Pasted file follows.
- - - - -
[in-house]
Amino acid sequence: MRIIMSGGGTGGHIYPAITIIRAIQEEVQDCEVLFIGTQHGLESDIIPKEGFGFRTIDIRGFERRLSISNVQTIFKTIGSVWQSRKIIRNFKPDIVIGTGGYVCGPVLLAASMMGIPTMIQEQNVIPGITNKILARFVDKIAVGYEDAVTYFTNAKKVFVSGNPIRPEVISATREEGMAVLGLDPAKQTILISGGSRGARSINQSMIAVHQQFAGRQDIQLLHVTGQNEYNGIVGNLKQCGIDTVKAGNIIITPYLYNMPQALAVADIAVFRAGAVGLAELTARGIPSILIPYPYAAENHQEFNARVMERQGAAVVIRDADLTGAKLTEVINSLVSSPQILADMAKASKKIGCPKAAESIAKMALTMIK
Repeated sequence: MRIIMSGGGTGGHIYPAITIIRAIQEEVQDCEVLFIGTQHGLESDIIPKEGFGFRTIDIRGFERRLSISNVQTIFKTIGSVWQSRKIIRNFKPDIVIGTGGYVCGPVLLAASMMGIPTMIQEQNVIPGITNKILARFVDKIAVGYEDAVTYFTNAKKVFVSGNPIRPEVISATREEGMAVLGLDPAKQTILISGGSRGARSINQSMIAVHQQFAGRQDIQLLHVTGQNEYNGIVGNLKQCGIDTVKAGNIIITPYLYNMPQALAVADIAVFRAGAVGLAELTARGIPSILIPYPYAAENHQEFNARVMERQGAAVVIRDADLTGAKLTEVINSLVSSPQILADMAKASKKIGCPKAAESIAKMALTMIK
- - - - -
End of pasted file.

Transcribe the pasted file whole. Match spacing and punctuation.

[in-house]
Amino acid sequence: MRIIMSGGGTGGHIYPAITIIRAIQEEVQDCEVLFIGTQHGLESDIIPKEGFGFRTIDIRGFERRLSISNVQTIFKTIGSVWQSRKIIRNFKPDIVIGTGGYVCGPVLLAASMMGIPTMIQEQNVIPGITNKILARFVDKIAVGYEDAVTYFTNAKKVFVSGNPIRPEVISATREEGMAVLGLDPAKQTILISGGSRGARSINQSMIAVHQQFAGRQDIQLLHVTGQNEYNGIVGNLKQCGIDTVKAGNIIITPYLYNMPQALAVADIAVFRAGAVGLAELTARGIPSILIPYPYAAENHQEFNARVMERQGAAVVIRDADLTGAKLTEVINSLVSSPQILADMAKASKKIGCPKAAESIAKMALTMIK
Repeated sequence: MRIIMSGGGTGGHIYPAITIIRAIQEEVQDCEVLFIGTQHGLESDIIPKEGFGFRTIDIRGFERRLSISNVQTIFKTIGSVWQSRKIIRNFKPDIVIGTGGYVCGPVLLAASMMGIPTMIQEQNVIPGITNKILARFVDKIAVGYEDAVTYFTNAKKVFVSGNPIRPEVISATREEGMAVLGLDPAKQTILISGGSRGARSINQSMIAVHQQFAGRQDIQLLHVTGQNEYNGIVGNLKQCGIDTVKAGNIIITPYLYNMPQALAVADIAVFRAGAVGLAELTARGIPSILIPYPYAAENHQEFNARVMERQGAAVVIRDADLTGAKLTEVINSLVSSPQILADMAKASKKIGCPKAAESIAKMALTMIK